Community News __Featured Slider — 18 November 2013
Federal grant fuels fight against juvenile drug use

By Anna Harris (Photo/Susan Hale Thomas)

For the second time in five years, the Substance Abuse Prevention Coalition of Alexandria has received $625,000 from the federal Drug-Free Communities Support Program — money that will aid the group’s mission.

“The most exciting thing is that we get to continue our work at the same level that it’s been for the past five years and [launch] new initiatives,” said Noraine Buttar, coordinator of the coalition.

Part of the Partnership for a Healthier Alexandria, Buttar’s group targets underage substance abuse, zeroing in on drugs like tobacco, alcohol and marijuana.

“The concern is that substance abuse is linked to poor life outcomes,” she said. “It’s all linked to the alcohol and the drugs. All these risky behaviors are linked.”

The grant, designed for fledgling nonprofit organizations, helped launch the Alexandria coalition and sustain its efforts in the intervening years. Since the group’s inception five years ago, youth substance use and abuse in the Port City has dropped, Buttar said.

“What we can say is the problem [of underage substance use] was greater when the coalition first started in 2008,” she said. “Now we’re actually lower than the national average. … We’re having an effect on the problem.”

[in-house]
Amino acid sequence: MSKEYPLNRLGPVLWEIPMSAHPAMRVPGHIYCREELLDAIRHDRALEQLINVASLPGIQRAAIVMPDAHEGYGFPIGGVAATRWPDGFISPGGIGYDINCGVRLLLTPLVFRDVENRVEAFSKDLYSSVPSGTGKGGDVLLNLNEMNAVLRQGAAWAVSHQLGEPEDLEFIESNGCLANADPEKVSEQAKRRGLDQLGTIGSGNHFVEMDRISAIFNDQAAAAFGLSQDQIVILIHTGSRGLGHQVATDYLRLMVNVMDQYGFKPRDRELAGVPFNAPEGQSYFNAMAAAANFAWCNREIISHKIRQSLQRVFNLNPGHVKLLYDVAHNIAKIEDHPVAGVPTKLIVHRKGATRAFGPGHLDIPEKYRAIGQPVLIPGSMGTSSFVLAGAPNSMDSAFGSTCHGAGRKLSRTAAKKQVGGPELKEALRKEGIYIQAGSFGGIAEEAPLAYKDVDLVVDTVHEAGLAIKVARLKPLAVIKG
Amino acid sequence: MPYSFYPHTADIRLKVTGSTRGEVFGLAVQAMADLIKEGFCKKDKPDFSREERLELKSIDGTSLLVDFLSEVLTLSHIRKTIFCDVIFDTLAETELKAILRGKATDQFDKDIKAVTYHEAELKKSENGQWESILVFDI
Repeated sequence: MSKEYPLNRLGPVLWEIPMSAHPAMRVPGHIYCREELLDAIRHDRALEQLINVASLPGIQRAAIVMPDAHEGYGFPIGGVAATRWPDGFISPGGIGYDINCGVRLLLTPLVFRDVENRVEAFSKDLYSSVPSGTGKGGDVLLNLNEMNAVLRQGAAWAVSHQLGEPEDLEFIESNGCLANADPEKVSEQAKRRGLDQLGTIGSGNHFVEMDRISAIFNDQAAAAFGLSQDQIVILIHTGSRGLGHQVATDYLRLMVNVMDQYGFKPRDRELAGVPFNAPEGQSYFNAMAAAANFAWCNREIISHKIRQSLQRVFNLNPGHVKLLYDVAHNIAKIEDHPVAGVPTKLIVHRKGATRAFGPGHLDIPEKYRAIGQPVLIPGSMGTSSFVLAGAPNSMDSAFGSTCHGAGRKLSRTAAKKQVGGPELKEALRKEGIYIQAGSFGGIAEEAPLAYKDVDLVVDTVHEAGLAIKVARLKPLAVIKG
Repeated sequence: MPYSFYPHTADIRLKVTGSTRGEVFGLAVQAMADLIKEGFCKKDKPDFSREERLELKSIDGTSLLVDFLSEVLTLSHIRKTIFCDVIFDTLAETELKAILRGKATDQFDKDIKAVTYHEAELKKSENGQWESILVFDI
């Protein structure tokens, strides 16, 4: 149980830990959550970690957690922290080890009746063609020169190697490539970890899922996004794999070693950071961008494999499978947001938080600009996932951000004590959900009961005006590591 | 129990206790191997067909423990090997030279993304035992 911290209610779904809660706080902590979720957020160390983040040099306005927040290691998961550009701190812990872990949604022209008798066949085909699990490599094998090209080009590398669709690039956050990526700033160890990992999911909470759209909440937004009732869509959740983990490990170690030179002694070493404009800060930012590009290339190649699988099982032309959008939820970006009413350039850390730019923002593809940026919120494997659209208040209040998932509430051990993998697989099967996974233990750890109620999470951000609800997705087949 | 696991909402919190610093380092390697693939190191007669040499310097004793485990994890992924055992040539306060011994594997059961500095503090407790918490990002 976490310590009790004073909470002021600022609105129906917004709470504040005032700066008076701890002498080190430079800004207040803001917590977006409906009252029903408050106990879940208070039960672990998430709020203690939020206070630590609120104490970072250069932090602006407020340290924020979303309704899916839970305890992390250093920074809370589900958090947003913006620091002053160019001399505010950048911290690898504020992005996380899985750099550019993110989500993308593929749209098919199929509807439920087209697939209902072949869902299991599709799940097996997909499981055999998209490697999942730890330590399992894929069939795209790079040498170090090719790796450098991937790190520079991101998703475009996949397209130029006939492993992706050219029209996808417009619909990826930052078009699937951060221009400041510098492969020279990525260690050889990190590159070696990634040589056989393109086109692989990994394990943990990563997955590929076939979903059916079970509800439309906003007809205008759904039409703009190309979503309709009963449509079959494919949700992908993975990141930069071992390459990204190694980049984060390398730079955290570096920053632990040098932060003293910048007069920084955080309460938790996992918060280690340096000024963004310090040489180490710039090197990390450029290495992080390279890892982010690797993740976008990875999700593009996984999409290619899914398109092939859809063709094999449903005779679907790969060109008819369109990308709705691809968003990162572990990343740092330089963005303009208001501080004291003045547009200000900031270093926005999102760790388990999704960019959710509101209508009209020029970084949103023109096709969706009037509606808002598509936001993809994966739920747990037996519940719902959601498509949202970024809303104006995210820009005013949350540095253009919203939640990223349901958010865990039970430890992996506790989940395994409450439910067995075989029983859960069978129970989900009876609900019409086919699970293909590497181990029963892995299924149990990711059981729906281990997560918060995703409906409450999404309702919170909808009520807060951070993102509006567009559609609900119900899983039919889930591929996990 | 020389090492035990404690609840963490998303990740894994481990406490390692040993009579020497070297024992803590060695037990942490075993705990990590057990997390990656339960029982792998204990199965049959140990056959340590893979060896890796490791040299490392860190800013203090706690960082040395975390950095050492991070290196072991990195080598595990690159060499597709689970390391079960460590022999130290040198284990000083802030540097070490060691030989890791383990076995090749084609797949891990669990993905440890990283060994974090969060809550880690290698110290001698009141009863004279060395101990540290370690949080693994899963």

Tobacco use has decreased in Alexandria and across the country since 2008. Buttar believes young people’s understanding of the risks associated with products that contain the plant likely lowered rates.

Coalition supporters also saw alcohol use decline among the city’s youth. Of those surveyed this year, 38 percent of high school seniors said they had consumed alcohol in the last 30 days, compared to 40 percent in 2007. Binge drinking — which the group defines as consuming five alcoholic beverages or more in a row — among seniors dropped from 28 percent to 25 percent.

The latest survey also indicated that marijuana use fell slightly among sophomores, juniors and seniors in recent years. However, cannabis use among freshmen has increased from 13 percent to 17 percent.

“What [we’re] doing needs to be based on data,” Buttar said. “We go over facts. [We] can’t tell [teens and the adults responsible for them] what to do.”

Flush with new funds, the group will restart its Parents Who Host Lose the Most awareness campaign in the coming months. The outreach effort is designed to educate adults on the consequences of having — or condoning — parties with illegal substances.

Looking further into the future, the coalition won’t be eligible for the grant again. And since the current rate of donations won’t supplement the loss, the group is concerned.

“[We’ve discussed] other forms of funding through other grants and donations …” said Buttar. “How are we going to be sustainable? … What are some of the bare-boned initiatives that we absolutely need? How do we raise the money, and how do we get the money we really need?”

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